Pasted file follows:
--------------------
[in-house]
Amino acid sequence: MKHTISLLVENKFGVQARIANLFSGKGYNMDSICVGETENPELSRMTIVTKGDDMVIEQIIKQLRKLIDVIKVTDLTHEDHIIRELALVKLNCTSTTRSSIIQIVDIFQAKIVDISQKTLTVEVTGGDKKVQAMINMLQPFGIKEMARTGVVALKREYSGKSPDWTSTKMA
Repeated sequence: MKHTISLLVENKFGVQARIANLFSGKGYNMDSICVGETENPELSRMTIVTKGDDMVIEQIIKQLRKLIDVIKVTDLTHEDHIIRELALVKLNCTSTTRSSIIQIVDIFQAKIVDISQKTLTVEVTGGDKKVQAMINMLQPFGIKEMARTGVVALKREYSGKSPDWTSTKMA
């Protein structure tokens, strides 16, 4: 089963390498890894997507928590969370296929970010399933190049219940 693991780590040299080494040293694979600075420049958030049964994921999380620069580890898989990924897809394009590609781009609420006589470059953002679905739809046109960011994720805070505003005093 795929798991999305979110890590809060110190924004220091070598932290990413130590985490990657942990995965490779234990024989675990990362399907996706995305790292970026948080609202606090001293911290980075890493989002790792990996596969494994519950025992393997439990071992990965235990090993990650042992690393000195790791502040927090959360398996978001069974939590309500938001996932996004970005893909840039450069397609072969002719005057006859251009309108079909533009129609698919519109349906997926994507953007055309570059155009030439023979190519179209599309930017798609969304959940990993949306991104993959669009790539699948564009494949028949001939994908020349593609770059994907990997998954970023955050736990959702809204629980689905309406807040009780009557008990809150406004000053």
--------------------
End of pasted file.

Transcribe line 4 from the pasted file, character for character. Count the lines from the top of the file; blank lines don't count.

């Protein structure tokens, strides 16, 4: 089963390498890894997507928590969370296929970010399933190049219940 693991780590040299080494040293694979600075420049958030049964994921999380620069580890898989990924897809394009590609781009609420006589470059953002679905739809046109960011994720805070505003005093 795929798991999305979110890590809060110190924004220091070598932290990413130590985490990657942990995965490779234990024989675990990362399907996706995305790292970026948080609202606090001293911290980075890493989002790792990996596969494994519950025992393997439990071992990965235990090993990650042992690393000195790791502040927090959360398996978001069974939590309500938001996932996004970005893909840039450069397609072969002719005057006859251009309108079909533009129609698919519109349906997926994507953007055309570059155009030439023979190519179209599309930017798609969304959940990993949306991104993959669009790539699948564009494949028949001939994908020349593609770059994907990997998954970023955050736990959702809204629980689905309406807040009780009557008990809150406004000053």